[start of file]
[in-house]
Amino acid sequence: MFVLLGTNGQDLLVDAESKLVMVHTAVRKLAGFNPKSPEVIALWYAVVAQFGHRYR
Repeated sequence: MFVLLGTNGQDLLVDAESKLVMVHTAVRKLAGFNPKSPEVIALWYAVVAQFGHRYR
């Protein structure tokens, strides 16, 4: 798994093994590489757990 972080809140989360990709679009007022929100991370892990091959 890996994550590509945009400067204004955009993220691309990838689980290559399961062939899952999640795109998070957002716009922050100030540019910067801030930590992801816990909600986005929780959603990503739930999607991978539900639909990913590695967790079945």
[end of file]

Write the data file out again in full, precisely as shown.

[in-house]
Amino acid sequence: MFVLLGTNGQDLLVDAESKLVMVHTAVRKLAGFNPKSPEVIALWYAVVAQFGHRYR
Repeated sequence: MFVLLGTNGQDLLVDAESKLVMVHTAVRKLAGFNPKSPEVIALWYAVVAQFGHRYR
């Protein structure tokens, strides 16, 4: 798994093994590489757990 972080809140989360990709679009007022929100991370892990091959 890996994550590509945009400067204004955009993220691309990838689980290559399961062939899952999640795109998070957002716009922050100030540019910067801030930590992801816990909600986005929780959603990503739930999607991978539900639909990913590695967790079945």